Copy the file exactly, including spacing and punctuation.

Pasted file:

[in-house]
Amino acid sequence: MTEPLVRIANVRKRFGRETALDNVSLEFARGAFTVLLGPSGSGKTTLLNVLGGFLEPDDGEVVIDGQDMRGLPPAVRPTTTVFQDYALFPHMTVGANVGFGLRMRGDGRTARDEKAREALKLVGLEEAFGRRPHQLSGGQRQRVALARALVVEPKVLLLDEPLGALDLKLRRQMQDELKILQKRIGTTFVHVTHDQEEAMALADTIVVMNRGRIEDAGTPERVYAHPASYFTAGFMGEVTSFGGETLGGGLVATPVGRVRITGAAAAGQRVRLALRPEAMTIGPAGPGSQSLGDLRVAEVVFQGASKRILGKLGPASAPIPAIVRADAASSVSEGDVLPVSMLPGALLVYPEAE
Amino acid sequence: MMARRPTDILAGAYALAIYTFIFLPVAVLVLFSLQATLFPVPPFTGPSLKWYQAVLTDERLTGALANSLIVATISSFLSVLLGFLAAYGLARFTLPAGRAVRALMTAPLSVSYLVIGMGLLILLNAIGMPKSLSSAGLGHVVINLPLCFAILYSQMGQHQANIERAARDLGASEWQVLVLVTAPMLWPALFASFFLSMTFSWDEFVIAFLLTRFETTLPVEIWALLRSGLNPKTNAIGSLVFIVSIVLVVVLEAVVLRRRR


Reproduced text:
[in-house]
Amino acid sequence: MTEPLVRIANVRKRFGRETALDNVSLEFARGAFTVLLGPSGSGKTTLLNVLGGFLEPDDGEVVIDGQDMRGLPPAVRPTTTVFQDYALFPHMTVGANVGFGLRMRGDGRTARDEKAREALKLVGLEEAFGRRPHQLSGGQRQRVALARALVVEPKVLLLDEPLGALDLKLRRQMQDELKILQKRIGTTFVHVTHDQEEAMALADTIVVMNRGRIEDAGTPERVYAHPASYFTAGFMGEVTSFGGETLGGGLVATPVGRVRITGAAAAGQRVRLALRPEAMTIGPAGPGSQSLGDLRVAEVVFQGASKRILGKLGPASAPIPAIVRADAASSVSEGDVLPVSMLPGALLVYPEAE
Amino acid sequence: MMARRPTDILAGAYALAIYTFIFLPVAVLVLFSLQATLFPVPPFTGPSLKWYQAVLTDERLTGALANSLIVATISSFLSVLLGFLAAYGLARFTLPAGRAVRALMTAPLSVSYLVIGMGLLILLNAIGMPKSLSSAGLGHVVINLPLCFAILYSQMGQHQANIERAARDLGASEWQVLVLVTAPMLWPALFASFFLSMTFSWDEFVIAFLLTRFETTLPVEIWALLRSGLNPKTNAIGSLVFIVSIVLVVVLEAVVLRRRR